Female Icon Friday: Jane Fonda
You probably know her best from her role as the monstrously overbearing mother in Monster-in-Law, but Jane Fonda has quite the resume built over 50 years of acting.
Born Lady Jane Seymour Fonda, sister to Peter and Bridget Fonda, this self-described liberal and feminist started acting in 1954 when she performed in a charity presentation, The Country Girl, alongside her father. During her time at Vassar, she traveled to Paris to study art. In the 1960s she starred in legendary films such as Walk on the Wild Side, which she received a Golden Globe for her performance, and Cat Ballou which gained her five Oscar nominations and catapulted her to Hollywood royalty. Later, her career saw greater esteem when she added more renowned titles under her belt like the original Fun With Dick and Jane and The China Syndrome.
Along the way, Jane became heavily involved in political activism, even considering becoming a politician herself and later labeling American political and military leaders as “war criminals.” She’s known for aggressively protesting major military conflicts such as the Vietnam and Iraq wars as well as aligning with the revolutionary mission of the Black Panthers declaring “Revolution is an act of love; we are the children of revolution, born to be rebels. It runs in our blood.”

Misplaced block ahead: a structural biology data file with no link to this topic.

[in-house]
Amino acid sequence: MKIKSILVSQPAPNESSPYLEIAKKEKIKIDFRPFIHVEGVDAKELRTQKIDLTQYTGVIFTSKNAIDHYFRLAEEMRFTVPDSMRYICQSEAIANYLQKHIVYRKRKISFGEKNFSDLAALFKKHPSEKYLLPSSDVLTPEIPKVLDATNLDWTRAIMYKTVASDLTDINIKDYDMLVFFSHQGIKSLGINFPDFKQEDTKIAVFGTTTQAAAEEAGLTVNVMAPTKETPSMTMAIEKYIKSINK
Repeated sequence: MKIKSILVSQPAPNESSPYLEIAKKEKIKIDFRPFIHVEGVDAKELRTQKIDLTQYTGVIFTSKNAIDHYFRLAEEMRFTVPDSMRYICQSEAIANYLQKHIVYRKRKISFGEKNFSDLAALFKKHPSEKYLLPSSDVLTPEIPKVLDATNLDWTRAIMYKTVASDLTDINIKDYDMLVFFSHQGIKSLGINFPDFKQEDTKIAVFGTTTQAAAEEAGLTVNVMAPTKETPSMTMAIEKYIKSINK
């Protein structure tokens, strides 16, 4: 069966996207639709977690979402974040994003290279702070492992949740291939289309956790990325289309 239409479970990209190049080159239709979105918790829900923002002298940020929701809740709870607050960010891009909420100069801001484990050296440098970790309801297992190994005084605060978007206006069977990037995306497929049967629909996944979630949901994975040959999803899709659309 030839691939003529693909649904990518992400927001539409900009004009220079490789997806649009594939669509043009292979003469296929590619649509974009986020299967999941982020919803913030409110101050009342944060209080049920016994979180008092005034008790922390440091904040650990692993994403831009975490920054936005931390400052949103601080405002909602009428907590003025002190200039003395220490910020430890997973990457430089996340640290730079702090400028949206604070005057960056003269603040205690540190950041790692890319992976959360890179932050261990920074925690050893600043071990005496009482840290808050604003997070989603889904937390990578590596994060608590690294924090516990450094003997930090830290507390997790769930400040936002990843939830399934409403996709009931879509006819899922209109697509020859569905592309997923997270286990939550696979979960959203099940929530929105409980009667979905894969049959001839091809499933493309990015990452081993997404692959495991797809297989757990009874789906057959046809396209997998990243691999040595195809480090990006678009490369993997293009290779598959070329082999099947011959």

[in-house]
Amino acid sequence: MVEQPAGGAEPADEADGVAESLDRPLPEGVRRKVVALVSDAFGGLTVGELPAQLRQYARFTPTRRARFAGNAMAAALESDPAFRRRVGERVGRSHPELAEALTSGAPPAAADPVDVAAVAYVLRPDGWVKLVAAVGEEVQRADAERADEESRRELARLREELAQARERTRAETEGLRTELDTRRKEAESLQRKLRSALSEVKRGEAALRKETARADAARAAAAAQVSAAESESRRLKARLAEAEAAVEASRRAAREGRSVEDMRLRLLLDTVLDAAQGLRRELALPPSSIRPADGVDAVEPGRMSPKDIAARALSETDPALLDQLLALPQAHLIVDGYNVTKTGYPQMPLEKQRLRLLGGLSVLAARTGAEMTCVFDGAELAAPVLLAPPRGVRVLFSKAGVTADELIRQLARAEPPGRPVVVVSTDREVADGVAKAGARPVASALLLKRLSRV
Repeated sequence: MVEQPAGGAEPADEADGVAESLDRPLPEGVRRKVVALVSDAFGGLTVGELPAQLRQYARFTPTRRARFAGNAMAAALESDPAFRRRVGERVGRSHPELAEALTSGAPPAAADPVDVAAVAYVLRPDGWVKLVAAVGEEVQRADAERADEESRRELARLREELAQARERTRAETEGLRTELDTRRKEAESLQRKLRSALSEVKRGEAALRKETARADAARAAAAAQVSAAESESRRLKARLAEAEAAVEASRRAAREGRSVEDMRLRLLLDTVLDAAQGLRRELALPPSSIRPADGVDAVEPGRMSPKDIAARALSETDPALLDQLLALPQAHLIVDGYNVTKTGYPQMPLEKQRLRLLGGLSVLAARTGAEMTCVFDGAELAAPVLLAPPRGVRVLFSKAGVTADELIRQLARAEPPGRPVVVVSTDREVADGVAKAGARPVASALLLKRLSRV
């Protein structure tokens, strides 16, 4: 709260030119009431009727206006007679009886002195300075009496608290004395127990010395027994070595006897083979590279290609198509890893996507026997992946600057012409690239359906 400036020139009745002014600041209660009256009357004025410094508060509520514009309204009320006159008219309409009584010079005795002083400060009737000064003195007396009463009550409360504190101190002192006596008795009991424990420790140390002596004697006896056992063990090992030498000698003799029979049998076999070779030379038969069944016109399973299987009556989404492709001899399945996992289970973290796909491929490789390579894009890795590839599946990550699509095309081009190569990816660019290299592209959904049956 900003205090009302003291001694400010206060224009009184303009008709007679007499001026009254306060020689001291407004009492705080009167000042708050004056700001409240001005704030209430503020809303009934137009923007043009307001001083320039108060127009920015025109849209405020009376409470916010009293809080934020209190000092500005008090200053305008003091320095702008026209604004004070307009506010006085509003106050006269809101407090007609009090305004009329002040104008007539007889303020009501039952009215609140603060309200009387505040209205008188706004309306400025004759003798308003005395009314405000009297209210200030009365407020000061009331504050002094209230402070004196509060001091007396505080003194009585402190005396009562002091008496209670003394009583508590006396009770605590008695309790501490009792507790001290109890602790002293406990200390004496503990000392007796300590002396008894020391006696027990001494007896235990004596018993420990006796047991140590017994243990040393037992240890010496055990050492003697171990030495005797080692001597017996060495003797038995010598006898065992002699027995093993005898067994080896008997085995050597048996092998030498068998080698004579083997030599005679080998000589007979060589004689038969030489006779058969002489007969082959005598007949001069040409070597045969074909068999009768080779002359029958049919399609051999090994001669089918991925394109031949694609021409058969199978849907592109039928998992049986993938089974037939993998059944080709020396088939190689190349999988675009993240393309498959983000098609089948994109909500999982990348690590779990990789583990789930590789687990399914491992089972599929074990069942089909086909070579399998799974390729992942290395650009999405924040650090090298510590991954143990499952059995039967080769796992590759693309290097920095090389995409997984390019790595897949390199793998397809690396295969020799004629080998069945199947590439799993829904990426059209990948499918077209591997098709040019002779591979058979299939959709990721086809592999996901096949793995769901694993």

Jane Fonda’s beauty is more about her deep-rooted passions and the never-ending tenacity to fight for what she believes in. Her impact in Hollywood, on the stage, and in the front lines is what drew us to her. She is a revolutionary, visionary and an icon. We could not have thought of anyone more deserving of this distinction.